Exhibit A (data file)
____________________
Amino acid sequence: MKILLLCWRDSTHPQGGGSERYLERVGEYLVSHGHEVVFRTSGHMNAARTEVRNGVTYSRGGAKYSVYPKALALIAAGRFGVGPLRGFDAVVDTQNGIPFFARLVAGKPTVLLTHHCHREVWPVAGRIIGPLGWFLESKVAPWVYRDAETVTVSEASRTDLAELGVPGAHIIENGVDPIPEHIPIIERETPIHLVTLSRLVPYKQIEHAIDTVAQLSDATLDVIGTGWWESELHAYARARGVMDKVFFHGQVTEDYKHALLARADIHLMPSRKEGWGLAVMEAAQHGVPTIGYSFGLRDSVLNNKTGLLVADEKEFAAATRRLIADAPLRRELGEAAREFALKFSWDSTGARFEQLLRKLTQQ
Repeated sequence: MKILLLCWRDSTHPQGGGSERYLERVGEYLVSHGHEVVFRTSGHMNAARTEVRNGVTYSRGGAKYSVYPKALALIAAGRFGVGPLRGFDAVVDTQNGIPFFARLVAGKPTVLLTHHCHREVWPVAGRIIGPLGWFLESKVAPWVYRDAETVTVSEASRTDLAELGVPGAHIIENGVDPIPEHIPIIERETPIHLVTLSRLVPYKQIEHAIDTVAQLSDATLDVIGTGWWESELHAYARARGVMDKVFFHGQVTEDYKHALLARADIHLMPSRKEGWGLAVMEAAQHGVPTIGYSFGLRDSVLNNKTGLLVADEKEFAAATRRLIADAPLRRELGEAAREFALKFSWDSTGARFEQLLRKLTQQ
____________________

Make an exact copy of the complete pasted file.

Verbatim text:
Amino acid sequence: MKILLLCWRDSTHPQGGGSERYLERVGEYLVSHGHEVVFRTSGHMNAARTEVRNGVTYSRGGAKYSVYPKALALIAAGRFGVGPLRGFDAVVDTQNGIPFFARLVAGKPTVLLTHHCHREVWPVAGRIIGPLGWFLESKVAPWVYRDAETVTVSEASRTDLAELGVPGAHIIENGVDPIPEHIPIIERETPIHLVTLSRLVPYKQIEHAIDTVAQLSDATLDVIGTGWWESELHAYARARGVMDKVFFHGQVTEDYKHALLARADIHLMPSRKEGWGLAVMEAAQHGVPTIGYSFGLRDSVLNNKTGLLVADEKEFAAATRRLIADAPLRRELGEAAREFALKFSWDSTGARFEQLLRKLTQQ
Repeated sequence: MKILLLCWRDSTHPQGGGSERYLERVGEYLVSHGHEVVFRTSGHMNAARTEVRNGVTYSRGGAKYSVYPKALALIAAGRFGVGPLRGFDAVVDTQNGIPFFARLVAGKPTVLLTHHCHREVWPVAGRIIGPLGWFLESKVAPWVYRDAETVTVSEASRTDLAELGVPGAHIIENGVDPIPEHIPIIERETPIHLVTLSRLVPYKQIEHAIDTVAQLSDATLDVIGTGWWESELHAYARARGVMDKVFFHGQVTEDYKHALLARADIHLMPSRKEGWGLAVMEAAQHGVPTIGYSFGLRDSVLNNKTGLLVADEKEFAAATRRLIADAPLRRELGEAAREFALKFSWDSTGARFEQLLRKLTQQ